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Duration: 60 mins
Activity on the Sun’s surface creates a type of climate called ‘space weather’. It takes the form of solar flares, coronal mass ejections and bursts of radiation that travel far and wide across the Solar System and beyond.
Space weather reaches Earth too – causing satellite disruption, electrical blackouts and the beautiful aurora – but thankfully our atmosphere and magnetic field protect us from the majority of negative effects. Astronauts however, when they venture beyond this veil, are subjected to extreme radiation. And this remains one of the major obstacles to manned missions to Mars.
Energetic, heavy and highly-charged particles, known as galactic cosmic rays, are extremely difficult to shield in space vehicles and could produce long-term radiation effects including cancer and damage to the nervous and cardiovascular systems. What’s more, unpredictable storms of solar energetic particles may expose astronauts to such high doses they might suffer acute radiation effects.
While the odds seem stacked against us, some of the brightest minds in the world are on the case. Discover more in our two-part lecture, where Sarah Brough, Iver Cairns, and Susanna Guatelli talk all things space weather, astronaut protection and whether we’ll ever make our Mars aspirations a reality.
Professor Iver Cairns received his PhD from the University of Sydney, then worked at the University of Iowa in the US before returning to the University of Sydney to take up a prestigious five-year Senior Research Fellowship. In 2004, he was awarded the competitive Australian Professorial Fellowship and, in 2009, was appointed Professor in Space Physics.
He has led international and national scientific societies including the Asia Oceania Geosciences Society, the International Association for Geomagnetism and Aeronomy, and the Solar Terrestrial and Space Physics Group at the Australian Institute of Physics.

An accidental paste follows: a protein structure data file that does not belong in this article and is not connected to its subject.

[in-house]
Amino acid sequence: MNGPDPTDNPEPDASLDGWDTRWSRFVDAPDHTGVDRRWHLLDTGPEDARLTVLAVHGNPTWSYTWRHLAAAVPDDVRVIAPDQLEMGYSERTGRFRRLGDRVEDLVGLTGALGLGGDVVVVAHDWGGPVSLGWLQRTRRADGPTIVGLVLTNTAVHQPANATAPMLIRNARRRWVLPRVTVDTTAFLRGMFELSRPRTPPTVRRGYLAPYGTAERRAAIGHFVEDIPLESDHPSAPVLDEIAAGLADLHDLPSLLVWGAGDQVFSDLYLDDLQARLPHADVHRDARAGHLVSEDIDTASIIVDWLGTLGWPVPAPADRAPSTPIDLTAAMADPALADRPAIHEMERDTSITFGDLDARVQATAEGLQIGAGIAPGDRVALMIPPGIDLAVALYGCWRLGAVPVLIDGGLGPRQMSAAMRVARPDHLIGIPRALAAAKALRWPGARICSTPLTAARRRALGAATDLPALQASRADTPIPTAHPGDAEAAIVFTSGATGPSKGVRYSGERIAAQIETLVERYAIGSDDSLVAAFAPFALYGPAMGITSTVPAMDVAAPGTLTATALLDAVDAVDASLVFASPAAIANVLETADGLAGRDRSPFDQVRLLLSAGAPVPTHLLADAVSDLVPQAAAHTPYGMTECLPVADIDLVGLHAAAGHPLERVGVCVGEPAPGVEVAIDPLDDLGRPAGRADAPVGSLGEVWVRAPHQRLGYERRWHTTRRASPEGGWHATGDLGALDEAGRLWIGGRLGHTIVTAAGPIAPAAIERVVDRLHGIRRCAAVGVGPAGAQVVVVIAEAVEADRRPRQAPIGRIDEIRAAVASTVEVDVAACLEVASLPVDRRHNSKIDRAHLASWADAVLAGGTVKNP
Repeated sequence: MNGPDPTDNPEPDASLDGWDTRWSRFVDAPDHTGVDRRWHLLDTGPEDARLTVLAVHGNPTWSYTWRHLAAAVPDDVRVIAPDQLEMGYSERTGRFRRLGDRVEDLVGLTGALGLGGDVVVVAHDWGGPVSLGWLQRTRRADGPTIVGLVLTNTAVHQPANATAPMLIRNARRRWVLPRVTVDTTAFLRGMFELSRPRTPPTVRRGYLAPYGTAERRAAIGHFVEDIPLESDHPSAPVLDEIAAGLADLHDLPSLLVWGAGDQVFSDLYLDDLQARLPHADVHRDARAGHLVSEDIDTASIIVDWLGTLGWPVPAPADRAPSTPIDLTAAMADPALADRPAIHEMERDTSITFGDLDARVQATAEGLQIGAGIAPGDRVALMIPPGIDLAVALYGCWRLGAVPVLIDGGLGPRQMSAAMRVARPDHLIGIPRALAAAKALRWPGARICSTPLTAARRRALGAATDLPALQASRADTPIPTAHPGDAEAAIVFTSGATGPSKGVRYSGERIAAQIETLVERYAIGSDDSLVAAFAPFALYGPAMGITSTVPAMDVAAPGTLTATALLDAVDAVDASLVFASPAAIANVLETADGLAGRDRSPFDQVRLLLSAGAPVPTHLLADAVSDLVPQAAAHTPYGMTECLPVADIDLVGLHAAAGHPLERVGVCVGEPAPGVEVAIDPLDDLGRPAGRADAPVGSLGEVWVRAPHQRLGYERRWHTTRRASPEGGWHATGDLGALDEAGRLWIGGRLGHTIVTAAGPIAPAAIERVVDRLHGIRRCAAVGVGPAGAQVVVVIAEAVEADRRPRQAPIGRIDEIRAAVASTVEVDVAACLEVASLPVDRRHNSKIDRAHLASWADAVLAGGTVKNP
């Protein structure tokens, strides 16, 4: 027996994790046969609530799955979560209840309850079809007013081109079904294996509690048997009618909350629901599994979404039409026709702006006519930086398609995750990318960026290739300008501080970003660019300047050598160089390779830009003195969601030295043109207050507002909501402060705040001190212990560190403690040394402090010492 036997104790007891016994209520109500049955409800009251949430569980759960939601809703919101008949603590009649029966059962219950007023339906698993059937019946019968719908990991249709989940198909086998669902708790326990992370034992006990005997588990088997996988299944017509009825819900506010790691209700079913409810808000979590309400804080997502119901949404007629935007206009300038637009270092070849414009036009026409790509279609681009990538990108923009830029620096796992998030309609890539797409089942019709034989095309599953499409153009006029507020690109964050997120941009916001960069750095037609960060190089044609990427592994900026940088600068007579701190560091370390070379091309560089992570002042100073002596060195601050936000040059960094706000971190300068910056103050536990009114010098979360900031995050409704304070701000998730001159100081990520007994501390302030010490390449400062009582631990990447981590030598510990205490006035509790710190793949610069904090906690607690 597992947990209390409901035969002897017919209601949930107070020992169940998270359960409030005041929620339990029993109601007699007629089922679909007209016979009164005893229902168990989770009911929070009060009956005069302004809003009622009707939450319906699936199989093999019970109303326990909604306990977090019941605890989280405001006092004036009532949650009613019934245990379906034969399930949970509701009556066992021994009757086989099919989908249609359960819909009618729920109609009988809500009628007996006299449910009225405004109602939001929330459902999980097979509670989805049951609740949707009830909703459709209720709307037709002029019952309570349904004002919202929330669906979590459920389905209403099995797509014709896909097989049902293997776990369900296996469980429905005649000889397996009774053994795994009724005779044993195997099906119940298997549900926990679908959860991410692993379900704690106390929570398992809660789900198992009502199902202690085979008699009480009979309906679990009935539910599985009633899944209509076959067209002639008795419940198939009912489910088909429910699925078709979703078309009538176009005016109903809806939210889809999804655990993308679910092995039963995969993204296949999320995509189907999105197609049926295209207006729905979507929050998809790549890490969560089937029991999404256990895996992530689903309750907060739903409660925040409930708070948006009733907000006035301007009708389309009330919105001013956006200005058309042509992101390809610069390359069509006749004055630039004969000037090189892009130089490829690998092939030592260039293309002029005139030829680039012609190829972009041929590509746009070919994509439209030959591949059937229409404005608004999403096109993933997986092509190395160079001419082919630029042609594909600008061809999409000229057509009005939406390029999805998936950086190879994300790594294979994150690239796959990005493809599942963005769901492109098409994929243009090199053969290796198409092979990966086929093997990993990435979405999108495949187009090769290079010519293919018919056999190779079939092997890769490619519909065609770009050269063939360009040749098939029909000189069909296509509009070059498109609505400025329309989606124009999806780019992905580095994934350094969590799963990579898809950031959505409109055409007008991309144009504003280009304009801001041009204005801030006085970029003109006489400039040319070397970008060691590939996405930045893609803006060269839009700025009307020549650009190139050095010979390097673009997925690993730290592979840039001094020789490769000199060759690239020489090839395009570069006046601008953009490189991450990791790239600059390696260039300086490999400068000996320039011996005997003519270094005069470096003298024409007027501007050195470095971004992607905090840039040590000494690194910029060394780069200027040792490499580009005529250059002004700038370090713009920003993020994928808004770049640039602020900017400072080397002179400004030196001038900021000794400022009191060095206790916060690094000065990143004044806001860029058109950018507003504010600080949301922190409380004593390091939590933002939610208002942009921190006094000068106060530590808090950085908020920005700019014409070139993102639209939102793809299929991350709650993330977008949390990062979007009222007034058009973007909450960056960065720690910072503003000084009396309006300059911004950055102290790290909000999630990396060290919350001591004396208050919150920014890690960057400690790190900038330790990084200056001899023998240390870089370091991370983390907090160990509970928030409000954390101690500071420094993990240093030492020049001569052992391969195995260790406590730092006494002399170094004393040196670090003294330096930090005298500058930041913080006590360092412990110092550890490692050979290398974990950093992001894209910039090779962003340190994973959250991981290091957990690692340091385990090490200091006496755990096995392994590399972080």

Professor Cairns is Australia's national representative to both the International Science Council Committee on Space Research and the International Association of Geomagnetism and Aeronomy.
Associate Professor Susanna Guatelli is an international expert of Monte Carlo Radiation Transport Simulation Codes for radiation physics, including medical applications and radiation protection in Earth labs, aviation and space. After obtaining a Masters in Physics at the University of Genova in Italy, her PhD focused on radiation protection of astronauts in missions to Mars within the Aurora Project of the European Space Agency.
Based at CERN in Switzerland, she contributed to projects spanning radiation monitoring for the Large Hadron Collider to the effect of radiation at DNA level in astronauts. Since then, she has been involved in Geant4 for medical physics applications and continues to work on Monte Carlo Simulations in the Centre for Medical Radiation Physics at the University of Wollongong (UOW).
Guatelli is a member of the Steering Board of the Geant4 International Collaboration, Coordinator of the Geant4 Advanced Examples Group and Coordinator of the Geant4 Medical Physics Benchmarking Group. As Academic Director of the Bachelor in Medical and Radiation Physics at UOW, she is passionate about science communication and inspiring young people to study physics.
Professor Sarah Brough, from the School of Physics at UNSW Sydney, is leading Australia into a new astronomical survey of the southern sky. She has been a key member of three major Australian-led surveys of galaxies and has published over 200 research papers examining how galaxies have changed with time. Professor Brough is particularly interested in the most massive galaxies in the Universe, which represent the most extreme result of galaxy formation.
The new Legacy Survey of Space and Time (LSST) will open up novel avenues of investigation across all astronomical research areas, including very faint signatures of galaxy formation. Professor Brough leads an LSST working group on this subject. Professor Brough joined UNSW Sydney's School of Physics in January 2017 and was Research Director 2018 – 2020. She represents Australia as the Science Lead for LSST and was the Australian representative on the Science Advisory Committee of the Giant Magellan Telescope, a next-generation telescope under construction in Chile.
Dr Graeme Melville is in the astrophysics division of the School of Physics at UNSW Sydney, where he is conducting research on the atmospheres of Exoplanets, polarisation of stars, and nuclear physics. He has been past Chairman of the Australian Institute of Physics in NSW and previously was part of a Cancer Research Group at St George Hospital.
He has completed research at Wollongong and Macquarie University’s Physics Departments and was one of the Assistant Directors at the Department of Defence. He has also taught science, mathematics and computers in NSW High Schools. Presently he is an ABC radio guest science speaker and was also a professional tennis player in the 1980s.
Sydney Science Trail for everyone
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